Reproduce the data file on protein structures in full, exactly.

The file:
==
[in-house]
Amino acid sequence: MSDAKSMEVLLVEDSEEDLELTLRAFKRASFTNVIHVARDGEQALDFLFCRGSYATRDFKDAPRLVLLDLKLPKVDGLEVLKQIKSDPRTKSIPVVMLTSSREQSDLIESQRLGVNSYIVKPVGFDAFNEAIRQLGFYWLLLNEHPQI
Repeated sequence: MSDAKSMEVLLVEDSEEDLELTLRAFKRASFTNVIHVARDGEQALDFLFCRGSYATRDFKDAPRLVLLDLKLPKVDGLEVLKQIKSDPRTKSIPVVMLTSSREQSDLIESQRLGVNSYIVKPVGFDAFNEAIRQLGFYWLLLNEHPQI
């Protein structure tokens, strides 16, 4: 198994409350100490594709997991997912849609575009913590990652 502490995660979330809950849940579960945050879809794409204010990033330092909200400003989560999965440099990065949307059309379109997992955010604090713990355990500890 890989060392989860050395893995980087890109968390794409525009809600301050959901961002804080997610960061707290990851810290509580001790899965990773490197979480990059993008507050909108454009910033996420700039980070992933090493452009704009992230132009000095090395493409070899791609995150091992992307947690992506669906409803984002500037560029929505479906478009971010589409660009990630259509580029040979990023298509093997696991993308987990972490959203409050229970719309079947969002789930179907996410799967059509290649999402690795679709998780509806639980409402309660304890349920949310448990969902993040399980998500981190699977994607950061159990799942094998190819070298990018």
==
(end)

[in-house]
Amino acid sequence: MSDAKSMEVLLVEDSEEDLELTLRAFKRASFTNVIHVARDGEQALDFLFCRGSYATRDFKDAPRLVLLDLKLPKVDGLEVLKQIKSDPRTKSIPVVMLTSSREQSDLIESQRLGVNSYIVKPVGFDAFNEAIRQLGFYWLLLNEHPQI
Repeated sequence: MSDAKSMEVLLVEDSEEDLELTLRAFKRASFTNVIHVARDGEQALDFLFCRGSYATRDFKDAPRLVLLDLKLPKVDGLEVLKQIKSDPRTKSIPVVMLTSSREQSDLIESQRLGVNSYIVKPVGFDAFNEAIRQLGFYWLLLNEHPQI
């Protein structure tokens, strides 16, 4: 198994409350100490594709997991997912849609575009913590990652 502490995660979330809950849940579960945050879809794409204010990033330092909200400003989560999965440099990065949307059309379109997992955010604090713990355990500890 890989060392989860050395893995980087890109968390794409525009809600301050959901961002804080997610960061707290990851810290509580001790899965990773490197979480990059993008507050909108454009910033996420700039980070992933090493452009704009992230132009000095090395493409070899791609995150091992992307947690992506669906409803984002500037560029929505479906478009971010589409660009990630259509580029040979990023298509093997696991993308987990972490959203409050229970719309079947969002789930179907996410799967059509290649999402690795679709998780509806639980409402309660304890349920949310448990969902993040399980998500981190699977994607950061159990799942094998190819070298990018």